-Please be specific –reiterated the new request.
-I will be very specific –answered sharply the attorney and lifted the sheet that he pulled out immediately, as if it was prepared in case they asked precisely this-. The response can be found, if you want to note it down, I give the data of the revision appeal 1564 of 2015.
Fredy Meave remained silent, marked the point and put full stop, and he resumed with the rest of the questions that an aide had left. The audience remained in a catatonic state for seconds, seeing again the commissioners.
The commissioner Arely Cano, that was responsible for moderating the table, frowned strangely, lifted her shoulders between a visual exchange with her companions, seated in the first row in front of her, and also doing gestures. The silence in the room, frizzed by low voices and more sights directed towards the commissioners who denoted that nobody knew about what Meave Galindo had been talking. Not even the heads of the INAI had in mind what was said in the revision appeal 1564 of 2015, and whose mention helped the representative of the General Archive bypass so easily such an uncomfortable question.
-I was revisiting the register of the revision Fredy, I have here the 1564 document- intervened Cano as he moved sheets and looked without success his cell phone-. I mean the revision should be seen in its effects, because it would be important that it illustrates your arguments with regard to that consideration, in order not to leave any doubts on an element –he managed to say nervously.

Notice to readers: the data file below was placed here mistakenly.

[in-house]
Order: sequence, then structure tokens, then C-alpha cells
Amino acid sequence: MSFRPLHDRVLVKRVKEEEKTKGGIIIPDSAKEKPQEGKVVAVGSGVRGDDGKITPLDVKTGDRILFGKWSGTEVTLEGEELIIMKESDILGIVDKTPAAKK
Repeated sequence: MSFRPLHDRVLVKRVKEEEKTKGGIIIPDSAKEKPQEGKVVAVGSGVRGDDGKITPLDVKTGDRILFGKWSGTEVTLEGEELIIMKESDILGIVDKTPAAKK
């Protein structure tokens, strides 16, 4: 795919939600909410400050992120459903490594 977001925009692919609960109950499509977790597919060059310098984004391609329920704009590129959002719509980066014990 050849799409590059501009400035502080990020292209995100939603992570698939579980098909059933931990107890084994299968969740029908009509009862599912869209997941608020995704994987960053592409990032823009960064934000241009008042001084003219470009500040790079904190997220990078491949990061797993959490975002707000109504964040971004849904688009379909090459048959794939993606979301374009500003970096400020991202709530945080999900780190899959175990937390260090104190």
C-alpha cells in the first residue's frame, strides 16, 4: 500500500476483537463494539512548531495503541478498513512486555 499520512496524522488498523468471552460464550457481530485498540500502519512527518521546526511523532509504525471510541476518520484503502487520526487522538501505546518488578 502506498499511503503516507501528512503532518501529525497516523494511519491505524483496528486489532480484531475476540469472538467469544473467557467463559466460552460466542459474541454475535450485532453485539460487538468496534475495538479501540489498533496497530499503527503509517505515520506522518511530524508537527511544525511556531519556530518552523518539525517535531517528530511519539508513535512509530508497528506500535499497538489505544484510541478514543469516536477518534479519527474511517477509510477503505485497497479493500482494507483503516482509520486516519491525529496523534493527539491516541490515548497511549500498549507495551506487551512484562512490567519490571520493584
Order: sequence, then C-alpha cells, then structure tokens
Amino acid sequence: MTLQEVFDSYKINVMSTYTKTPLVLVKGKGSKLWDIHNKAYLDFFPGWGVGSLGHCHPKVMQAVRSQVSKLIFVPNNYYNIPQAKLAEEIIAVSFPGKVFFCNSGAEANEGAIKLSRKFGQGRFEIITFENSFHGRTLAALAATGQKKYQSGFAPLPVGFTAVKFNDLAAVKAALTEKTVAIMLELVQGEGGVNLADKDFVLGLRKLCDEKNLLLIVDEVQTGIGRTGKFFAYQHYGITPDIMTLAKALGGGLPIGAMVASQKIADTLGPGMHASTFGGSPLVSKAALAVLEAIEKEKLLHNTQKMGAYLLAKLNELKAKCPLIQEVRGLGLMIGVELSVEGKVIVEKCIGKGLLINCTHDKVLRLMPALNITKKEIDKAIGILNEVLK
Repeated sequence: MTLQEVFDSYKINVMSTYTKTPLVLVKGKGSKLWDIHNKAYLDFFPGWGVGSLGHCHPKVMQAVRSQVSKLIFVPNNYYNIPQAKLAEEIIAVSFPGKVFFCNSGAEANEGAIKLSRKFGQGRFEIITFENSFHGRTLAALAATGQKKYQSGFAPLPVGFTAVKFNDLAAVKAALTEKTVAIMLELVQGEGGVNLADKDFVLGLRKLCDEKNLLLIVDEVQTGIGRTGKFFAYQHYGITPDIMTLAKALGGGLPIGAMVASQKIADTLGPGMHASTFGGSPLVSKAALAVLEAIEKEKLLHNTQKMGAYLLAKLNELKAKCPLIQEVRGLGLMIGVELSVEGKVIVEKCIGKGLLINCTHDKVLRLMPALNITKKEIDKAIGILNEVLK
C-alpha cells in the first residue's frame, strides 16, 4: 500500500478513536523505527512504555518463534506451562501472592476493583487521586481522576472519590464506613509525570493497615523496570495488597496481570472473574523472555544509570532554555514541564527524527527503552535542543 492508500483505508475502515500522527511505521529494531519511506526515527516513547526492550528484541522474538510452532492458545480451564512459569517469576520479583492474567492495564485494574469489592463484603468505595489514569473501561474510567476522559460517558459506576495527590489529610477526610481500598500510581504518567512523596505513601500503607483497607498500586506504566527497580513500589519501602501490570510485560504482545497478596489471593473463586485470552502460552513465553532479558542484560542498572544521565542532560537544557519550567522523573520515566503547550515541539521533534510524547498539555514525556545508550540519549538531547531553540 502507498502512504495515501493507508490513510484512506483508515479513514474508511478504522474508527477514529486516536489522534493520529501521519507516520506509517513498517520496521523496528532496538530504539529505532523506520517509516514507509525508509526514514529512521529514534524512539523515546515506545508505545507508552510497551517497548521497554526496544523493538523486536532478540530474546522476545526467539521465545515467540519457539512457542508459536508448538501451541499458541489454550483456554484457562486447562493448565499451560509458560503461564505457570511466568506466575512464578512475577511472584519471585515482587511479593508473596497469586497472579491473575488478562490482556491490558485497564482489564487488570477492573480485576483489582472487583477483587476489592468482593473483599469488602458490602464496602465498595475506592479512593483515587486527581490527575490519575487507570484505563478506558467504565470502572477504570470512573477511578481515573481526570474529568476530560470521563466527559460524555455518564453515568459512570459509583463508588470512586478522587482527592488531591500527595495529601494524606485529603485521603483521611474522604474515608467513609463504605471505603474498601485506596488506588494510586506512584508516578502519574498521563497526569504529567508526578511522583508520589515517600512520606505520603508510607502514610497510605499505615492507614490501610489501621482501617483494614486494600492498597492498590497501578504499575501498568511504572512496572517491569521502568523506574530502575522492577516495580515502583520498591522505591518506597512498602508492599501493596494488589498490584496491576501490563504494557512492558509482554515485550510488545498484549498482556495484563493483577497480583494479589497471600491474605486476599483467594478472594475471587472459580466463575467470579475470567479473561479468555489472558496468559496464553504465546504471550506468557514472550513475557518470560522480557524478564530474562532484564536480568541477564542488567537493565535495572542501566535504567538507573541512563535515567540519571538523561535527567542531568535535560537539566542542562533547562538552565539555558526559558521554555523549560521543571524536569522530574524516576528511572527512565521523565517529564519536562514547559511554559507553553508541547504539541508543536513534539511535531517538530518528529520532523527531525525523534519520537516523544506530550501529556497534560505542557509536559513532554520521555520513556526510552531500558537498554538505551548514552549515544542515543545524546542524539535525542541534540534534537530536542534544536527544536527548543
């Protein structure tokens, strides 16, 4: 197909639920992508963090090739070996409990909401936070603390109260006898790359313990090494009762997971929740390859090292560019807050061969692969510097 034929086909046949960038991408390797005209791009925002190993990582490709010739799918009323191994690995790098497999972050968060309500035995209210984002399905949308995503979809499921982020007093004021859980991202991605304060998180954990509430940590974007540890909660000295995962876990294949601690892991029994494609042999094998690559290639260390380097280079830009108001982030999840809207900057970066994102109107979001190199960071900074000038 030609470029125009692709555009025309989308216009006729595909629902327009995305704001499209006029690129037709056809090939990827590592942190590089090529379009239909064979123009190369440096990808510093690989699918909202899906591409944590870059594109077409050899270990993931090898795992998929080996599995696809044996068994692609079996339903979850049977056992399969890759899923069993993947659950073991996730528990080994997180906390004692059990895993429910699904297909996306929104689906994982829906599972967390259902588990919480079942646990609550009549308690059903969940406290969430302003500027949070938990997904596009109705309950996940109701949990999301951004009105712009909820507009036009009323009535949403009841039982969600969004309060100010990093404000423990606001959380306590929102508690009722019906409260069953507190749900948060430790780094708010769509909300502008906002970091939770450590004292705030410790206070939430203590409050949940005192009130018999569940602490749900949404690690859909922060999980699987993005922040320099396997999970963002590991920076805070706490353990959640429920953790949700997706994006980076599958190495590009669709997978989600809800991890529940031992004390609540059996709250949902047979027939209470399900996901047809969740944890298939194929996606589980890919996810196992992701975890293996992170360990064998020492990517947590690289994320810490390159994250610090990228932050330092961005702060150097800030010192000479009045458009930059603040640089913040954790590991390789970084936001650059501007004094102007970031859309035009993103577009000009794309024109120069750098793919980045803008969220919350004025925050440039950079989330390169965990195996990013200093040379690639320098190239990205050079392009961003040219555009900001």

The silence remained, and none of the commissioners present opened their mouths to comment even a word on the revision that by unanimous decision of the INAI was converted into a scandal that now the General Archive showed off.
An assault on the right for the truth
The chorus of protests emphasizes on one word: impunity. The closure disguised of the documental collection of the political police of Mexico will close the circle of impunity which the perpetrators enjoyed of the Dirty War, of crimes against humanity; of the killings, of the enforced disappearances, of the tortures, of the infiltration and the espionage, in the absence of a judicial punishment, is being summed to the privileges of the oblivion.
“What makes a society avoid repeating the atrocities and fight against impunity is the verb to know”, says in an interview Dario Ramírez, director of the Office for Mexico and Central America of Artículo 19, an specialized organization on freedom of expression, and which also had the opportunity to show their in dissatisfaction to the commissioners of the INAI and to the director of the AGN, at the same time to the demand the opening of Corridor No. 1.
According to the normative interpretation of the director of Judicial and Archive Affairs Fredy Meave, the historic information “must be safeguarded jealously during the 70 years term, which is related with the ethnical, racial origin, physical or moral or emotional characteristics, emotional and family life, private home, personal telephone number, wealth, ideology, political opinion, etc.”.